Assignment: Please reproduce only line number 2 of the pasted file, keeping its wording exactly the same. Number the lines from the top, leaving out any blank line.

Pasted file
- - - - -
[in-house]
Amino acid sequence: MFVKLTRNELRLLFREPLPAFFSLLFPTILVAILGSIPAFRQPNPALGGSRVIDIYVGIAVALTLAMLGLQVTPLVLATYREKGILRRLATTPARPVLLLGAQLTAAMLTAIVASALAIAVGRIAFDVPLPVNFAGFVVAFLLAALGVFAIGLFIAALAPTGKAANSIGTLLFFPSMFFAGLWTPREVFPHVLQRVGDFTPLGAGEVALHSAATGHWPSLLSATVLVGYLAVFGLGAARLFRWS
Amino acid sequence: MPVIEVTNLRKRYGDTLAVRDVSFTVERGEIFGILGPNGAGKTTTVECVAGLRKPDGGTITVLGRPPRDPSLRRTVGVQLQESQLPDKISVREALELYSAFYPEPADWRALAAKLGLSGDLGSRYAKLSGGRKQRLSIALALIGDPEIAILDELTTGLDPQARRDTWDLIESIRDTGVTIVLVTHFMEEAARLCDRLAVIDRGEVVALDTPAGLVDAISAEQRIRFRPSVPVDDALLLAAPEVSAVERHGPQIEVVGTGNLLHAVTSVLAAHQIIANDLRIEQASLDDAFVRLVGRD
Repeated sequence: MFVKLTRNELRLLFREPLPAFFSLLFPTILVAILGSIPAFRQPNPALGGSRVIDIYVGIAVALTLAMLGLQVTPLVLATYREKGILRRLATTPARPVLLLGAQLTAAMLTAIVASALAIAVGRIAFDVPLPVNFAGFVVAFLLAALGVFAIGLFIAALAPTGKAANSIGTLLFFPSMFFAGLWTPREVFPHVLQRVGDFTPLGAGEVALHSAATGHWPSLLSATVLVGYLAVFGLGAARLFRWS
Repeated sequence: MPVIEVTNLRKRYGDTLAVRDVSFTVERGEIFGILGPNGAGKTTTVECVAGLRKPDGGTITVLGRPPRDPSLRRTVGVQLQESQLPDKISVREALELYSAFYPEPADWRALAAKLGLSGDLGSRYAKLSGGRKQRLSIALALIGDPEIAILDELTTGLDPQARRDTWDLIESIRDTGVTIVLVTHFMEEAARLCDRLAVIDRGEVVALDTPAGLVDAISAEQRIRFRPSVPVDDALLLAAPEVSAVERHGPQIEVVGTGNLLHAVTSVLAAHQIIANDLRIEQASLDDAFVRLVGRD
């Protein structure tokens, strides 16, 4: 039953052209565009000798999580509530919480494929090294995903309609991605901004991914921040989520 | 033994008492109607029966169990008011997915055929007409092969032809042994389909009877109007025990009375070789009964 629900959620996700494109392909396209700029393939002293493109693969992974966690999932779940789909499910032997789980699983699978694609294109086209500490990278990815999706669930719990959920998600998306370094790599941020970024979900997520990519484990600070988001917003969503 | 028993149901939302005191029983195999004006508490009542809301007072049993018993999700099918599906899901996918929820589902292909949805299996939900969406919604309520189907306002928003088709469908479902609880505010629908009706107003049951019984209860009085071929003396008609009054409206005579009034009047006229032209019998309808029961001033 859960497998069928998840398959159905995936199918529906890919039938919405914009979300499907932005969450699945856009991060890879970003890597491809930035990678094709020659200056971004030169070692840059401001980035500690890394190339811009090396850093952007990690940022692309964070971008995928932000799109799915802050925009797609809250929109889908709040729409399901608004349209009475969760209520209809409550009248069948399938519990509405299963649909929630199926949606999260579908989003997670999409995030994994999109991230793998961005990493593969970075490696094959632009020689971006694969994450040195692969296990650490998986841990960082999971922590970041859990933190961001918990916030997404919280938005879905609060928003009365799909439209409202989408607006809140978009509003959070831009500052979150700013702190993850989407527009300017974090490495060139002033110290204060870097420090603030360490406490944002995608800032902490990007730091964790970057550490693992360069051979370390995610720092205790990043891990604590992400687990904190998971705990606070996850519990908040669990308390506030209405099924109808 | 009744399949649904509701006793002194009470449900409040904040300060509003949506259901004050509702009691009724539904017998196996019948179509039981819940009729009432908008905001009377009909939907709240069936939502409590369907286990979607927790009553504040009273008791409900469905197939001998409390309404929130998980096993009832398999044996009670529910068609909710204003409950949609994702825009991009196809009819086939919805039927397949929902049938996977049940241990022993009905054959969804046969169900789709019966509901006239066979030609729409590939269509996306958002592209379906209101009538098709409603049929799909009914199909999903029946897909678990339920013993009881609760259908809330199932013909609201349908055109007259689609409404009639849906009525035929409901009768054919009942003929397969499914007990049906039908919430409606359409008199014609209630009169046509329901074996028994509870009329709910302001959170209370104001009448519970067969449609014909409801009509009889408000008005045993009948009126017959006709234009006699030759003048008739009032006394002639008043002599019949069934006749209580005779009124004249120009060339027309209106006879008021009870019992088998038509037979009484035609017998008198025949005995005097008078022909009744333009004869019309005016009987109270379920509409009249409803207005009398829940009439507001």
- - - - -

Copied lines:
Amino acid sequence: MFVKLTRNELRLLFREPLPAFFSLLFPTILVAILGSIPAFRQPNPALGGSRVIDIYVGIAVALTLAMLGLQVTPLVLATYREKGILRRLATTPARPVLLLGAQLTAAMLTAIVASALAIAVGRIAFDVPLPVNFAGFVVAFLLAALGVFAIGLFIAALAPTGKAANSIGTLLFFPSMFFAGLWTPREVFPHVLQRVGDFTPLGAGEVALHSAATGHWPSLLSATVLVGYLAVFGLGAARLFRWS